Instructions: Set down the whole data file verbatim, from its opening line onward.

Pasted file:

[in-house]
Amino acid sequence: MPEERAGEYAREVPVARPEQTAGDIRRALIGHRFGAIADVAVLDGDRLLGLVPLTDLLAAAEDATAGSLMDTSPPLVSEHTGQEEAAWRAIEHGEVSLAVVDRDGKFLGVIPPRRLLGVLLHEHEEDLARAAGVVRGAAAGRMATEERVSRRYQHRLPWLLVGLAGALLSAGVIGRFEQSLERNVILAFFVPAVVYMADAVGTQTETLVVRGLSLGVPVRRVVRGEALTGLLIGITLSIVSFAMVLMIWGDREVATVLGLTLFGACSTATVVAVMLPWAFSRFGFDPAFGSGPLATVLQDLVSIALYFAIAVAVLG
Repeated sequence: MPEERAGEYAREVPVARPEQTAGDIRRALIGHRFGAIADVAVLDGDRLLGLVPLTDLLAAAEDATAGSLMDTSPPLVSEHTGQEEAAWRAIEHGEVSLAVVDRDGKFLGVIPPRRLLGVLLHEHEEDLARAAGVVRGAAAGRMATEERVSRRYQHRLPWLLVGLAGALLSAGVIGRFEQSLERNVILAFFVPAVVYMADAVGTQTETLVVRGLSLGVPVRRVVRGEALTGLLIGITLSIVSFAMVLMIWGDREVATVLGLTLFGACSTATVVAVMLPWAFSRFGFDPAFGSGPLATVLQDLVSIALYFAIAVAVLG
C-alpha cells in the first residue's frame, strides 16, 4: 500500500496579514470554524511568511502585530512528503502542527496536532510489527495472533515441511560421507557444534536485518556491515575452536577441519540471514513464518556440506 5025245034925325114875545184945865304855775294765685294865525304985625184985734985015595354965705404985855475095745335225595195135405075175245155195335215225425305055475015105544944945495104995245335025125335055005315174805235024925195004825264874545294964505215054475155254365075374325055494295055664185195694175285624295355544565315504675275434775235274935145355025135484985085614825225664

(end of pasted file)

[in-house]
Amino acid sequence: MPEERAGEYAREVPVARPEQTAGDIRRALIGHRFGAIADVAVLDGDRLLGLVPLTDLLAAAEDATAGSLMDTSPPLVSEHTGQEEAAWRAIEHGEVSLAVVDRDGKFLGVIPPRRLLGVLLHEHEEDLARAAGVVRGAAAGRMATEERVSRRYQHRLPWLLVGLAGALLSAGVIGRFEQSLERNVILAFFVPAVVYMADAVGTQTETLVVRGLSLGVPVRRVVRGEALTGLLIGITLSIVSFAMVLMIWGDREVATVLGLTLFGACSTATVVAVMLPWAFSRFGFDPAFGSGPLATVLQDLVSIALYFAIAVAVLG
Repeated sequence: MPEERAGEYAREVPVARPEQTAGDIRRALIGHRFGAIADVAVLDGDRLLGLVPLTDLLAAAEDATAGSLMDTSPPLVSEHTGQEEAAWRAIEHGEVSLAVVDRDGKFLGVIPPRRLLGVLLHEHEEDLARAAGVVRGAAAGRMATEERVSRRYQHRLPWLLVGLAGALLSAGVIGRFEQSLERNVILAFFVPAVVYMADAVGTQTETLVVRGLSLGVPVRRVVRGEALTGLLIGITLSIVSFAMVLMIWGDREVATVLGLTLFGACSTATVVAVMLPWAFSRFGFDPAFGSGPLATVLQDLVSIALYFAIAVAVLG
C-alpha cells in the first residue's frame, strides 16, 4: 500500500496579514470554524511568511502585530512528503502542527496536532510489527495472533515441511560421507557444534536485518556491515575452536577441519540471514513464518556440506 5025245034925325114875545184945865304855775294765685294865525304985625184985734985015595354965705404985855475095745335225595195135405075175245155195335215225425305055475015105544944945495104995245335025125335055005315174805235024925195004825264874545294964505215054475155254365075374325055494295055664185195694175285624295355544565315504675275434775235274935145355025135484985085614825225664